Turkey tries anti Erdogan journalists on ‘terror’ charges
Case intensifies alarm over press freedom in Turkey
Staff from one of Turkey’s most respected opposition newspapers yesterday rejected as absurd “terror” charges against them on the first day of a trial which has intensified alarm over press freedom under President Recep Tayyip Erdogan. The 17 defendants from the Cumhuriyet daily were detained from October last year and a dozen of them have now spent more than eight months in jail without being convicted of any crime.
They have been held under a state of emergency imposed after the July 2016 failed coup aimed at ousting Erdogan that the authorities blame on US-based preacher Fethullah Gulen. The staff-including writers, cartoonists and executives-were applauded by supporters crammed into the Istanbul courtroom as the trial opened, an AFP journalist said. Supporters released dozens of multicolored balloons outside the courthouse, chanting: “Don’t be silenced! A free media is a right!”
If convicted, the defendants face varying terms of up to 43 years in jail. In an extraordinary coincidence, the trial opened on Turkey’s annual national day of the press which marks the end of official censorship in the Ottoman Empire in 1908 under Sultan Abdulhamid II.
Those appearing in court included some of the best known names in Turkish journalism including the columnist Kadri Gursel, the paper’s editor-in-chief Murat Sabuncu, cartoonist Musa Kart as well as its chairman Akin Atalay. They are charged with supporting in the newspaper’s writings three groups considered by Turkey as terror outfits-the Kurdistan Workers’ Party (PKK), the ultra-left Revolutionary People’s Liberation Party-Front (DHKP-C) and Gulen’s movement, which Ankara calls the Fethullah Terror Organization (FETO).
The indictment accuses Cumhuriyet of beginning a “perception operation” with the aim of starting an “asymmetric war” against Erdogan. But supporters insist the paper has always been bitterly critical of the three groups, including Gulen’s organization. Gulen denies any link to the failed coup. “To say I was in contact with FETO members is illogical and against good sense,” Gursel told the court. “There is nothing to justify my jailing-nothing apart from slander,” he added. Atalay said it was the authorities who were scared. “But Cumhuriyet will not give in... independence and liberty are written into the DNA of the paper.”
‘Test for Turkey’
Cumhuriyet (Republic), which was set up in 1924 and is Turkey’s oldest mainstream national title, has been a thorn in the side of Erdogan in recent years. It is one of the few genuine opposition voices in the press, which is dominated by strongly pro-government media and bigger mainstream dailies that are increasingly wary of challenging the authorities. Also being tried in the case is the investigative journalist Ahmet Sik who in 2011 wrote an explosive book “The Imam’s Army” exposing the grip Gulen’s movement had on the Turkish state. Eleven of the 17 including Gursel, Sabuncu, Kart and Sik, are held in custody, while the others are free. Since their arrests, Cumhuriyet has continued publishing the columns of the jailed journalists but with a blank white space instead of text.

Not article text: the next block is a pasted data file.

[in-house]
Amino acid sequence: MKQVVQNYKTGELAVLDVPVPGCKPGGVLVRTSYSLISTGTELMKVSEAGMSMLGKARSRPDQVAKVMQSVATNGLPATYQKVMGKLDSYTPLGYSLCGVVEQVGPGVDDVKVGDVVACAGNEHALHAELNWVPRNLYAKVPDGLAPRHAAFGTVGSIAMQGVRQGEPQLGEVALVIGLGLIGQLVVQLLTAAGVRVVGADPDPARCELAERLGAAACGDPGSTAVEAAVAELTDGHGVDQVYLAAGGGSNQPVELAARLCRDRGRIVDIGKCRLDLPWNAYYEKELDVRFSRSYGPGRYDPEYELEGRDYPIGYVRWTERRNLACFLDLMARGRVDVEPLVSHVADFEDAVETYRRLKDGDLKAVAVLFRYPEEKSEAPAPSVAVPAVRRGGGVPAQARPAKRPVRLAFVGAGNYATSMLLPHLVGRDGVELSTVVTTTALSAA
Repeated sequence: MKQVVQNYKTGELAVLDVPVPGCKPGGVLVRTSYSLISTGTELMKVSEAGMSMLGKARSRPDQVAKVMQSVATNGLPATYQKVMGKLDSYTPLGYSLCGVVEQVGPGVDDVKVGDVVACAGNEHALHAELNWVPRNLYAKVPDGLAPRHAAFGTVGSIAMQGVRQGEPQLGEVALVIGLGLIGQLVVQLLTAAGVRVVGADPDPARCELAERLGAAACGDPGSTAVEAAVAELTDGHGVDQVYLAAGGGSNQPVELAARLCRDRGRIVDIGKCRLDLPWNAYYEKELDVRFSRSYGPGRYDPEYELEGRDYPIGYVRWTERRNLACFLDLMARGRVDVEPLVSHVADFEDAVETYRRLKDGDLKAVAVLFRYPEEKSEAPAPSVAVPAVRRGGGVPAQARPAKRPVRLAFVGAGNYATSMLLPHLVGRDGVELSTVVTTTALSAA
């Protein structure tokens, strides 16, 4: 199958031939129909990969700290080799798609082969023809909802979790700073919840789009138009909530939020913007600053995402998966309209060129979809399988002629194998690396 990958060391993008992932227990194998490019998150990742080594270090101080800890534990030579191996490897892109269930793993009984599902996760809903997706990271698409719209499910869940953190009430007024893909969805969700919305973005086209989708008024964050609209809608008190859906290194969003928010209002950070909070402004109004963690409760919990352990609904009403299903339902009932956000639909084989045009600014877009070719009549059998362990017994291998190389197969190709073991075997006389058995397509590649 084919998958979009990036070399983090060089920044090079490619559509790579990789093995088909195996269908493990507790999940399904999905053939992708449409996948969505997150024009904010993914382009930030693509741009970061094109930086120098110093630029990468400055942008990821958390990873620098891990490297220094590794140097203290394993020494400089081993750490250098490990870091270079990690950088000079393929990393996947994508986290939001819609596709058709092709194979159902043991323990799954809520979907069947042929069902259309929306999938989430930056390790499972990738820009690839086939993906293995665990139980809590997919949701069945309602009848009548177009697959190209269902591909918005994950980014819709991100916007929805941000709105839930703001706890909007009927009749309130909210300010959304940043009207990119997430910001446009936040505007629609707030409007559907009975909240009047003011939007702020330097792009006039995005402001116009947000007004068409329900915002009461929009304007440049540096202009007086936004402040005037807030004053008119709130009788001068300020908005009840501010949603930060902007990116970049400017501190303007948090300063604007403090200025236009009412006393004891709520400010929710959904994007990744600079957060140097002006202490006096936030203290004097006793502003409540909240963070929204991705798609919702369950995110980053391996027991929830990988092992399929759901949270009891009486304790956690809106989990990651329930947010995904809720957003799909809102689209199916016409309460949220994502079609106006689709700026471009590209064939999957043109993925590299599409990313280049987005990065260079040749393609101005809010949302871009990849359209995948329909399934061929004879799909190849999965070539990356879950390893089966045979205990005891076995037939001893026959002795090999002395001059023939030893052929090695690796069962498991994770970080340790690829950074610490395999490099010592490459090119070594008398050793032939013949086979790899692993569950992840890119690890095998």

“This trial is a test for Turkey,” Aydin Engin, one of the writers on trial who was freed after his initial arrest. “Erdogan says justice is balanced in Turkey. Now we will see.” Being tried in absentia is the paper’s former editor-inchief Can Dundar, who was last year sentenced to five years and 10 months in jail over a front-page story accusing the government of sending weapons to Syria. He has now fled Turkey for Germany.
‘Journalism on trial’
The opposition fears the emergency has been used to go after anyone who dares defy the government and the trial is seen as a test for press freedom under Erdogan. Turkey ranks 155th on the latest Reporters Without Borders (RSF) world press freedom index, below Belarus and the Democratic Republic of Congo.
According to the P24 press freedom group, there are 166 journalists behind bars in Turkey, most of whom were arrested under the state of emergency. Erdogan, however, insisted in an interview earlier this month there were just “two real journalists” behind bars in Turkey and anyone else was jailed for offences including robbing ATMs. “It’s journalism in Turkey, not just Cumhuriyet, that is being put on trial,” said RSF secretary general Christophe Deloire.
The UN Working Group on Arbitrary Detention, in an opinion released last month, said it found that the detention of the staff was arbitrary and that they should be immediately released and given the right to compensation. Filiz Kerestecioglu, an MP from the opposition Peoples’ Democratic Party (HDP), commented: “According to the government, all of the opposition are terrorists. The only ones that are not terrorists are themselves.”
ISTANBUL: A journalist holds a banner yesterday outside the headquarters of opposition daily newspaper Cumhuriyet.